Thursday, January 10, 2013


Yesterday while at the gym, after the stair master and leg work, I cut my time on the elliptical short because I thought, today’s the day, today is the day I play basketball with those boys.

So I hit the pause/reset button and headed out to the court. When I got there, I watched. Watched the ball hog, watched the cute one, watched the clearly exhausted one, saw the showoff. When the game ended I crossed the court to shoot around. My first shot was nowhere near the basket and did what every first shot should do. As the ball bounced off the rubber siding around the frame, it reminded me these baskets are real, unlike the 50 inch ones that the kids at work play on. With a laugh at myself, and a little more effort, I start making shots, and looking better. Although I wanted to play, I didn’t; I sat and watched.

And then I remembered the last time I played basketball with some boys. Three years ago in college, I played basketball with the boys. Although I was often wide open, they didn’t pass to me, but afterwards I found it was worthwhile, because one of the boys had taken notice. He was loud and kind and said I was fearless for getting in the game. Whenever I saw him on campus, he called me by my real name, “Sup, fearless?!”

Which makes me wonder when the hell did any of this intimidation happen? When did boys become unapproachable? Why do they now render me speechless? Although some of them are good looking, talented and fun to watch, they are still just gangly boys, and I should still be fearless. Especially since I am just as capable, and none of them get rebounds.

In celebration and motivation, my newest resolution for 2013 is to play basketball with the boys at the gym and reawaken that fearless girl inside of me.

Wednesday, May 4, 2011

My Mother's make-up

I can clearly recall a time, in which, at a young age, I was fascinated by the beautiful. Perfume bottles, were especially intriguing and enchanting. Each one a small story, a diminutive yet powerful vial of a scent that would lead to a moment in time. Every lone bottle seemed as though some apocathary had lived his entire life just to create this one scent that would envelop an entire being, narrate an essence of beauty that fit you and only you. Different shapes and sizes, whispered tales of intrigue, seducing me to try. Lipsticks were just as interesting to me. I used to wonder why, my mother, never wore any.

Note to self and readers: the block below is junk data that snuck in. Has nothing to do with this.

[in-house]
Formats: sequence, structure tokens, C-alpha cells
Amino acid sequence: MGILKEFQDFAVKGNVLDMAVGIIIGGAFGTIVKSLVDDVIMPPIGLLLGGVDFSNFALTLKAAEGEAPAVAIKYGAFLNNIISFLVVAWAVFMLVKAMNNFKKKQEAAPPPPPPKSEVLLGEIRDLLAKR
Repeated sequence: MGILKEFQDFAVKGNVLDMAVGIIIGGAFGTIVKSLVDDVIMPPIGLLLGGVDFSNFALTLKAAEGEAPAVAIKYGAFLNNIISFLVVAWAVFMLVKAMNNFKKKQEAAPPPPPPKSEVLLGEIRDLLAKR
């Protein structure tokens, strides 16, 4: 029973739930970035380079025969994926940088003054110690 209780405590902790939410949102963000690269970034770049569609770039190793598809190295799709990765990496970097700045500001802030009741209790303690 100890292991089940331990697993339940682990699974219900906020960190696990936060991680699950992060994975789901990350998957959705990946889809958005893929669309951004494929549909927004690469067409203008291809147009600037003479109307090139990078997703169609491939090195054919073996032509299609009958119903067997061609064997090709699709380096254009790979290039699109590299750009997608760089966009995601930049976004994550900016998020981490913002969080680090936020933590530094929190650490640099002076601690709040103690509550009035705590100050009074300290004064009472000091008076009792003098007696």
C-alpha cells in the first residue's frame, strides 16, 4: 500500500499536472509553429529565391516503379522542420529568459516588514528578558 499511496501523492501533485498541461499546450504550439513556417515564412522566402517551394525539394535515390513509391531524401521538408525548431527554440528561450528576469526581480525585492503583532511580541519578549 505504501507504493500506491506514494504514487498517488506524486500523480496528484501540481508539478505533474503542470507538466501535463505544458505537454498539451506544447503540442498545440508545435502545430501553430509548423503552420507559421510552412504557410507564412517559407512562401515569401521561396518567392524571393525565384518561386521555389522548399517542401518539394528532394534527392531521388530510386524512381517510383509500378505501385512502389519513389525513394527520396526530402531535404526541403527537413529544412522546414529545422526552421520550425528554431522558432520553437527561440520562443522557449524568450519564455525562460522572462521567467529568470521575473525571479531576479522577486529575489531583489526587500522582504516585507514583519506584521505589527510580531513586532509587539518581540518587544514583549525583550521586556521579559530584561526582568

Speaking of my mother, I am swiftly reminded of the first time she put make-up on me. I was in elementary school. I used to watch her get ready every morning, as she took attentive care to each move she made while seated at our kitchen table. I munched on Kix as she applied and manipulated how she wanted the world to see her. Her tools lay open before her, ready for use. By night they slept in the tiered, pink plastic box that housed them, yet when morning crept in, they were freed from the kitchen drawer and put to work. A towel would set the stage, and then she’d thumb through her supplies, picking out what she needed, preparing order. She had more than she’d use for some reason, as though it were an unwritten rule. She would only use half of her supply, yet what would resonate more with me would be the pieces that went untouched as though they didn’t stand a chance. With the cereal of my childhood compressing into my ten year old molars with each bite, I’d stare trance like, at her idle tools, she once thought mattered. The large, yellow powder brush called to me; the chipped paint of the 6inch handle, the bristles looking dated yet still precise. I’d wonder if it knew how much space it took up. When I was feeling bold, I’d go through her make-up, my small hands, lifting, sorting, and examining. I came across one more bewitching than the yellow brush: the most beautiful pallet of eye shadow my young eyes had ever seen. A modest gray plastic held the pearlescent hue: white speckled with pinks, blues, and greens. The size of a silver dollar, I had no idea of its true intentions but I loved it still. It looked as though she had only used it five or seven times and as if weeks, perhaps even months, has passed in between uses. It was probably a Friday, when she let me pick which make-up to wear. I knew my decision. Later that day I would brag in the lunch line and close my eyes for all to see my dusted eye lids, fit for the heavens, or a long afternoon of playing in a garden-Shakespearean like.